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Club Ciné Presents Les Enfants du Paradis at Picturehouse Central

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Central Logo CMYK 96%Elena Lazic writes about Les Enfants du Paradis, the first film in our new Club Ciné strand showcasing the best of French Cinema at Picturehouse Central.

Whilst the scope of the story, the set of characters and the period setting in the 1830s recall the novels of Charles Dickens, Marcel Carne’s classic of postwar French cinema Les Enfants du Paradis shares none of the English author’s fondness for broad strokes of misery, violence or fatality. Quite the contrary, the 1945 film – shot during the German occupation of France – offers a more pragmatic and realistic view of life and its disappointments. As far from the pessimism of Dickens as it is from the ideal of total resolution promoted by Hollywood romance today, Les Enfants du Paradis evolves in a space where characters’ shifting desires, true affections and reprehensible moral traits are given the full dimension of life.

The film follows beautiful courtesan Garance (played by French legend Arletty) who spends her time with various men, mostly out of interest or rather disinterest. Although each of them has precise reasons to want to be with her, making real conscientious efforts in that direction, Garance only visits them or accepts their company out of boredom. The film is refreshing and remarkably modern in its completely disillusioned, realistic understanding of relationships and the power play that they often involve. Most of these men do not truly love Garance, but only desire her or are too proud to accept that she could love anyone else. Yet Les Enfants du Paradis does not adopt a tragic perspective on such unromantic human traits – deemed all but intolerable by so much of current cinema – but instead has its characters openly discuss them, perhaps a very French thing to do.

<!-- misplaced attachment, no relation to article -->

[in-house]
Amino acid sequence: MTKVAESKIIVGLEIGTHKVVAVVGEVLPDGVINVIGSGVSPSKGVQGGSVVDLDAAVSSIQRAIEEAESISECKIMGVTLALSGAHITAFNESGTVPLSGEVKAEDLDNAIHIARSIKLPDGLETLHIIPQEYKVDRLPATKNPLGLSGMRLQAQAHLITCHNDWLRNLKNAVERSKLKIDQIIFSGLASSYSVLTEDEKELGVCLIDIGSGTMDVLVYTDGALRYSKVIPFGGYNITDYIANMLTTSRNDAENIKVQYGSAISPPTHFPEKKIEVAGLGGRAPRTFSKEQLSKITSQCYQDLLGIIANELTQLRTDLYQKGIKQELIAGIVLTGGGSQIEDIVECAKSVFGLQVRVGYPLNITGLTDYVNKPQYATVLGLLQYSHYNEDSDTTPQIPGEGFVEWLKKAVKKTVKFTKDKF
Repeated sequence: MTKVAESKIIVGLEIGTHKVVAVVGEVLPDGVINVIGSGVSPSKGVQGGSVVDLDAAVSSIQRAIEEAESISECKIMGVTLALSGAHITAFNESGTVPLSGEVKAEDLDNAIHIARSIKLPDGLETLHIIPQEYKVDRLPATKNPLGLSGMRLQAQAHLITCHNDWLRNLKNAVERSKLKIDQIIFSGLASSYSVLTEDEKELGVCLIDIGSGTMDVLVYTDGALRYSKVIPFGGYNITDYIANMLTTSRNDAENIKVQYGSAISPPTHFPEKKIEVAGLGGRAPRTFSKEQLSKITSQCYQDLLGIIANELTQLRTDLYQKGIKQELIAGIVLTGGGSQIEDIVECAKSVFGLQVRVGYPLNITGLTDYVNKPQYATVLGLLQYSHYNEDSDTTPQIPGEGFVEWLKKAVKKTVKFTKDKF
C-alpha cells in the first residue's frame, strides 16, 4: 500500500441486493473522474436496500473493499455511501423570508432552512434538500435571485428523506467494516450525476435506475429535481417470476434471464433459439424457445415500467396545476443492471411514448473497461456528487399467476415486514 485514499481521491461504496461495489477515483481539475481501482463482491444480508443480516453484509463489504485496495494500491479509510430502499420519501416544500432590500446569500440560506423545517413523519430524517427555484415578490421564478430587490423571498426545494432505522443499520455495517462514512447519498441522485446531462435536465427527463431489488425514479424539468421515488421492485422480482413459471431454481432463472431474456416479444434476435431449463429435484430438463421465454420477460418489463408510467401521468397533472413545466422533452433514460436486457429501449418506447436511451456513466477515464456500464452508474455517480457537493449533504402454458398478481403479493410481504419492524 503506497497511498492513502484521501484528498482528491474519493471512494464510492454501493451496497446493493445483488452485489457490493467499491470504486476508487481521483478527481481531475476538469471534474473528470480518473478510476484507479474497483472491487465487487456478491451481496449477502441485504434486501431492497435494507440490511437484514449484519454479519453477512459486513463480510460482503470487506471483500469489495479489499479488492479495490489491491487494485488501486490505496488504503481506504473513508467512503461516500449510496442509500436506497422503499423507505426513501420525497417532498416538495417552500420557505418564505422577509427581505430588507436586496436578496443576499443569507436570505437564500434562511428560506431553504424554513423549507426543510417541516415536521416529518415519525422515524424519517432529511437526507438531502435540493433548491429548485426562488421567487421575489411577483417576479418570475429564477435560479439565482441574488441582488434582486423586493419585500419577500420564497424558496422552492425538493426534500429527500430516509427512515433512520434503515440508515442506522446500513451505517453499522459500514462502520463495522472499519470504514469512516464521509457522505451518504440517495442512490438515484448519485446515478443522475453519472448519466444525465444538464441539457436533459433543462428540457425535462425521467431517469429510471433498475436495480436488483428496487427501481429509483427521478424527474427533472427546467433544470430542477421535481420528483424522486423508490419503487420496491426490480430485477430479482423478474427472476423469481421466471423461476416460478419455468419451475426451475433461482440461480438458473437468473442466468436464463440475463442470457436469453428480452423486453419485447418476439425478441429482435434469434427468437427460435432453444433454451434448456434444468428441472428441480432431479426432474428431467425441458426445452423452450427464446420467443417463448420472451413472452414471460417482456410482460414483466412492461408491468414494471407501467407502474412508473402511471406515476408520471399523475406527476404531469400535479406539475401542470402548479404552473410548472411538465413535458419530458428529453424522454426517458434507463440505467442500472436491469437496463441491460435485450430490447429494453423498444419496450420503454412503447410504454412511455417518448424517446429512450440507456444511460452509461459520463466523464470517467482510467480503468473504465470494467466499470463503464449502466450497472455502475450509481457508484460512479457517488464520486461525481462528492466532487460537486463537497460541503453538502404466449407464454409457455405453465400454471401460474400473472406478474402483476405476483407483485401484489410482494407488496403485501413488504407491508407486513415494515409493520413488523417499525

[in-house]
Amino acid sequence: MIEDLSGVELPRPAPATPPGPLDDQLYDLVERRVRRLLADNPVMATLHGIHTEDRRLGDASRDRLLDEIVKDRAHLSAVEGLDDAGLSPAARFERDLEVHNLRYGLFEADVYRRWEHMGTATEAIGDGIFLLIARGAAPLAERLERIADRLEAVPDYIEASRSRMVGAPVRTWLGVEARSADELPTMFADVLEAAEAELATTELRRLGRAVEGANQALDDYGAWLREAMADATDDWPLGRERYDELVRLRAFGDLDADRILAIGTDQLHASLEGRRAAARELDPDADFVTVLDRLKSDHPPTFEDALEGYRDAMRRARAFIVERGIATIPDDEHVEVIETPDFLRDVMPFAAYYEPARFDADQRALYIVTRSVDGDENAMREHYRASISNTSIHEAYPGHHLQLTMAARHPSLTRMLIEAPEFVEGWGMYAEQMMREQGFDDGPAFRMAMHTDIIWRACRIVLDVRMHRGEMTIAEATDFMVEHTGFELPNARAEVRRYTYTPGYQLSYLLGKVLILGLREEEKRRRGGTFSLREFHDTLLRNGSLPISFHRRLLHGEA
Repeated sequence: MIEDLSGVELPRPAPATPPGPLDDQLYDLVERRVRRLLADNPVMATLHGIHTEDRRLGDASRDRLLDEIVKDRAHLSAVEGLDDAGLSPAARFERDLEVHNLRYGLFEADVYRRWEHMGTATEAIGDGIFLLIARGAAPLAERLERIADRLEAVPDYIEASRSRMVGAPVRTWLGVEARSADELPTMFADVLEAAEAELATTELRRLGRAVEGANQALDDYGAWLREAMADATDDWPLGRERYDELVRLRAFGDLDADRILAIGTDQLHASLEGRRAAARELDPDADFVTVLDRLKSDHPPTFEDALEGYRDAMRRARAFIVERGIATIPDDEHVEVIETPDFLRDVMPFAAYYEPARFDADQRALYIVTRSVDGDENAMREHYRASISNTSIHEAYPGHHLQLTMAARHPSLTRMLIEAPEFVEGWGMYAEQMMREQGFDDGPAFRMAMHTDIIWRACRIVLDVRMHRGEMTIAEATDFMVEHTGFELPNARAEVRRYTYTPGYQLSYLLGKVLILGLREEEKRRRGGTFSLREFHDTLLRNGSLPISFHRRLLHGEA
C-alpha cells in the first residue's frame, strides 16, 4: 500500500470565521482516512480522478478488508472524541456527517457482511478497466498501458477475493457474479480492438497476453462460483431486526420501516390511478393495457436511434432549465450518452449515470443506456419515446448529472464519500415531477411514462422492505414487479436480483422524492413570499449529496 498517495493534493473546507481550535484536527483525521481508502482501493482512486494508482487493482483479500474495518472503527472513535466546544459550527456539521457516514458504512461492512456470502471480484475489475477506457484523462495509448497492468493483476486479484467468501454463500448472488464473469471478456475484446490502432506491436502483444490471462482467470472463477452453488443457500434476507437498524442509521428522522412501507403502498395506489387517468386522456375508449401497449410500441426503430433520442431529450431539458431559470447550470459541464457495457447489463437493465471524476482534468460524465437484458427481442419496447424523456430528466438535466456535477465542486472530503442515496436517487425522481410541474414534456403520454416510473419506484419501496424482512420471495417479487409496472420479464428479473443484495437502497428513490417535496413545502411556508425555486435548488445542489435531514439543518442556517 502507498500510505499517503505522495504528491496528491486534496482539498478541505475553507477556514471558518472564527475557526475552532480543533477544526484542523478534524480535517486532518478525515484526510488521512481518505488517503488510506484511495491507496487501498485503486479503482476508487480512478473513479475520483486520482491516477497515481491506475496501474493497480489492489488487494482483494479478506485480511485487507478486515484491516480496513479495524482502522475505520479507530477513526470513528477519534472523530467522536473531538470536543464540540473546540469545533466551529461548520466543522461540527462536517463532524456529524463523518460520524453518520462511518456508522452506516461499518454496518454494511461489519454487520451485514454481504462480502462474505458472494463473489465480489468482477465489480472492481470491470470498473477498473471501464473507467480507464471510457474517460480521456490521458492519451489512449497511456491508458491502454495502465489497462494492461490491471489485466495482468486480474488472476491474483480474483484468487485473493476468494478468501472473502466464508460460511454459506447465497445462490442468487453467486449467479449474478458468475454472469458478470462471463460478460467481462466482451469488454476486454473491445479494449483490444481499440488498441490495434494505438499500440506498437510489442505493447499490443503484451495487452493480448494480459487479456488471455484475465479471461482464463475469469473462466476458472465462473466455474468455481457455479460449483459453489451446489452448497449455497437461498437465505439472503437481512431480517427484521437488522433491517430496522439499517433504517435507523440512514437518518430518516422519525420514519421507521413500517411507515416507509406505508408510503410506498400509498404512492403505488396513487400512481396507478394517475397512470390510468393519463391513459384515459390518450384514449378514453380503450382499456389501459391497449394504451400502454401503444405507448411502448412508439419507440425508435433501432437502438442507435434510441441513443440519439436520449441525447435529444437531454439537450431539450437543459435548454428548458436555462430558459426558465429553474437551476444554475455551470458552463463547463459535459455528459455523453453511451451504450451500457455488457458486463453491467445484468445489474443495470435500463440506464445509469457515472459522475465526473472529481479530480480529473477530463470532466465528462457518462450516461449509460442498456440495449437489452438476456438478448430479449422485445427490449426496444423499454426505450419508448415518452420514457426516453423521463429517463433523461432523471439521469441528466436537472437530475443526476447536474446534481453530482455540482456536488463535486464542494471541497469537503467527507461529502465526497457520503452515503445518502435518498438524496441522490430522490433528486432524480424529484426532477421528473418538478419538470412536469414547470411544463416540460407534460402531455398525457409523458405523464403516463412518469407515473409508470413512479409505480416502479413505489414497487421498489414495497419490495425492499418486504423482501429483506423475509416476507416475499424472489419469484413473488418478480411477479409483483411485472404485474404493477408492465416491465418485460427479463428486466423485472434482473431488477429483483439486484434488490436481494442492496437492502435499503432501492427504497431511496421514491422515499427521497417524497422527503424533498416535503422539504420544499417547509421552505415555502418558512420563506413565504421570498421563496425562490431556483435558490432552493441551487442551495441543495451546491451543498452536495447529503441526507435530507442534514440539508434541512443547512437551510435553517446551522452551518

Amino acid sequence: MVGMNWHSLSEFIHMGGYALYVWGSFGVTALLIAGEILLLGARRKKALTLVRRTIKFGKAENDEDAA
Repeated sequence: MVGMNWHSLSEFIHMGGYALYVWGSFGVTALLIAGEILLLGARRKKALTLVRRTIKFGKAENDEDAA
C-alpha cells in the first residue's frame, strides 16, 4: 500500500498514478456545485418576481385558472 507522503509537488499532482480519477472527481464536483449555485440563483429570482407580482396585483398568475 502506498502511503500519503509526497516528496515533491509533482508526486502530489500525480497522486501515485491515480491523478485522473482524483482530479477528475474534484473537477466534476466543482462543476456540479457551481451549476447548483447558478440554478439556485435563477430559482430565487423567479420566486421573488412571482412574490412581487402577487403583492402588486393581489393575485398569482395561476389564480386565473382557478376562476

It is in the dialogue that a lot of the film’s genius lies. Written by classic French poet Jacques Prevert, the script has each character clearly establish and describe their desires, intentions and pursuits without ever seeming as though they deliver information that could be offered elsewhere visually in a more cinematic style. This openness and honesty also makes sense within the narrative context. When stating their intentions, no matter how selfish and patriarchal they may be, each of the four men are more often addressing Garance and simply trying to provoke this singularly disinterested beauty into caring about them in any small way. “I wish you loved me like I love you” is a recurrent line and unreciprocated love is a dominating theme.

enfantsduparadis_300The great honesty of the dialogue is supported by the quality of the acting, some of the best that has ever been put to screen. Each of these four men is played with utter brilliance and still appears realistic though the film was made so long ago. The mime Baptiste (played by Jean-Louis Barrault) is especially striking. Dressed all in white, his eyes piercing and imploring, his slender figure glides across the frame. He is a beaming presence on stage as a mime and off stage as a dreamer, offering a transcendent and undeniably modern performance. But the most arresting of all, alone worth the price of the ticket, is Pierre Brasseur as womaniser and struggling stage actor, Frederick Lemaitre. His disarmingly naturalistic performance pierces the screen, hooking us into the film.

Set in a world starkly divided between starving artists and rich aristocrats, the film’s harsh sense of reality is counterbalanced by the sweet melancholy and hope of the mime Baptiste dreaming of happier days. True love eventually finds its way in this Paris full of actors merely using one another, even if it is ultimately to be dashed. Francois Truffaut, director of the seminal French New Wave film The 400 Blows (playing Picturehouse Central Sunday 20 Nov) himself said “I would give up all my films to have directed Les Enfants du Paradis.”

The film screens in the latest restoration from BFI at Picturehouse Central on Sunday 23 Oct, 3.00.

See all Club Ciné listings.


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